Top 5 future car technologies from CES that are almost here

The Consumer Electronics Show is a forward-looking festival of all things electronic, but what are some of the cooler things previewed at CES that are just around the corner?

Corning Gorilla Glass touchscreen technology at CES

As we charge headlong towards a robotised future, car interiors are quickly becoming the arena for automakers to create their point of difference.

The Consumer Electronics Show (CES) in Las Vegas has seen car manufacturers flood its halls in recent years, showing off innovations from the relatively realistic to the thoroughly far-fetched.

Below is a list of five new automotive technologies seen at CES this year, some that could turn up in production at any moment, and at least one that’s a little further away.


Heard of Gorilla Glass? It’s the stuff smartphone manufacturers like to use for the faces of their handheld devices. It’s tough, it’s light, and it turns out it’s also suitable for use in cars.

At CES the company had Gorilla Glass panels with digital displays built directly into them. The integrated display is transparent enough to see through when nothing is shown, and can overlay information inside the glass. It’s also able to dynamically darken for tinted windows on demand.

Its maker, Corning, has already started supplying windscreens for the Ford GT as the glass by itself is claimed to be one third lighter, two times stronger and three times better for optics, which makes it perfect for head-up displays.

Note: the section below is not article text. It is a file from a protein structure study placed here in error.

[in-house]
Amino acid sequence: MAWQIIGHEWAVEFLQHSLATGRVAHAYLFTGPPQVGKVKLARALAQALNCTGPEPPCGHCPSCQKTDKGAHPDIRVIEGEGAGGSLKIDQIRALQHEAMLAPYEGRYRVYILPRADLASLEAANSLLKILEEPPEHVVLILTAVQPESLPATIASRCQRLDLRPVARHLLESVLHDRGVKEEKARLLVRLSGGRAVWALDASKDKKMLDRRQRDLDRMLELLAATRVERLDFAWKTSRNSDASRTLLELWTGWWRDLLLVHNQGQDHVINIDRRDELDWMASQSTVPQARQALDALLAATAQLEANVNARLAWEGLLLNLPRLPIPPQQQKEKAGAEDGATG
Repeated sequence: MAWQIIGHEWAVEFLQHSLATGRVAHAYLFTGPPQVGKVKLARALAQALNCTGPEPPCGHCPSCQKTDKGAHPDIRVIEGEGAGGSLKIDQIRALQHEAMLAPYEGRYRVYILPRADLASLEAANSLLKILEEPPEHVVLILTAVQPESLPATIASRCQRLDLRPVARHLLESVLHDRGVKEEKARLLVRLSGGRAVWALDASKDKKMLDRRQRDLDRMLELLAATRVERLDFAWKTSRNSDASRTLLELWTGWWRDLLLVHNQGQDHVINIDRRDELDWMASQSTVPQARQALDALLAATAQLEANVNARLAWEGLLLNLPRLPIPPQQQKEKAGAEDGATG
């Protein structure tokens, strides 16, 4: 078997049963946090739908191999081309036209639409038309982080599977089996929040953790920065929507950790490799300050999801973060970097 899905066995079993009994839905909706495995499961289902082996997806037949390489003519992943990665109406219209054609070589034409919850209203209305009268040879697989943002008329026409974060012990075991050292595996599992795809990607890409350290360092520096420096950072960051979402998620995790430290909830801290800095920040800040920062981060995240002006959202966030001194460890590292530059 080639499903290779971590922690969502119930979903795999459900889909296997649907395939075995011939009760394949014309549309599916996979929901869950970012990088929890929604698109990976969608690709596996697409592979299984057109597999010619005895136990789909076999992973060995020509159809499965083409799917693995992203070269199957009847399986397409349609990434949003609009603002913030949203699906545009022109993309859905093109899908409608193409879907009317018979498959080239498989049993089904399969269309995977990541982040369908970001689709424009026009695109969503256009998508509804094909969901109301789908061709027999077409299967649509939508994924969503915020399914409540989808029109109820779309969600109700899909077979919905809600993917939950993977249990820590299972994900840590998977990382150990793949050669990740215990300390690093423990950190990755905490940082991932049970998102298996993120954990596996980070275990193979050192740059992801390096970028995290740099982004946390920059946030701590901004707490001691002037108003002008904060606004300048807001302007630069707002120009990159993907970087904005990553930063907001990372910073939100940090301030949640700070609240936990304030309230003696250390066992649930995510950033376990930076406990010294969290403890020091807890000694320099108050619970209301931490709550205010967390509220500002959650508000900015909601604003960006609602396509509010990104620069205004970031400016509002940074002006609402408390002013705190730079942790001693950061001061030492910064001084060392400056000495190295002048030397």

Gorilla Glass can also be formed into shapes with tight curves for touchscreens, instrument clusters and mirrors. Corning’s demo car had Gorilla Glass everywhere – windscreens, windows, sunroof, dashboard, steering wheel and even in the door panels.


Finding a car park can be miserable. Bosch understands this and is making it possible for navigation systems to guide drivers directly to a park.

Bosch active car park management technology

Cars will constantly scan the side of the road in city areas using the same parking sensors already found in a huge number of cars. As the sensors detect an area large enough to park a car in, the location information is uploaded to the cloud, where navigation systems in other cars can retrieve it.

In practice, a driver would enter destination info into a GPS system and the guidance would take them straight to the car park closest to it. Three manufacturers, including Mercedes-Benz, are working with Bosch to implement this system in the US.

As more cars with basic autonomous functions join the road, the system would also work with parking complexes like those at shopping centres. In that scenario a driver would pull up at a ‘drop zone’ near the car park entrance, get out, and the car finds itself a spot using information from the Bosch car park management system.

It’s different to other self-parking systems seen in cars with current driver assist functions, in that it doesn’t require as much hardware in the vehicle because the car park sensors do most of the work. The first car park fitted with the system will open in Germany in 2018, also in partnership with Mercedes-Benz.


As cars collect more information about their environment in order to drive themselves, so too will they help other cars and drivers. Real-time maps, updated over the air by sensor data from cars will give more detailed and accurate information about the roads we drive on than ever before.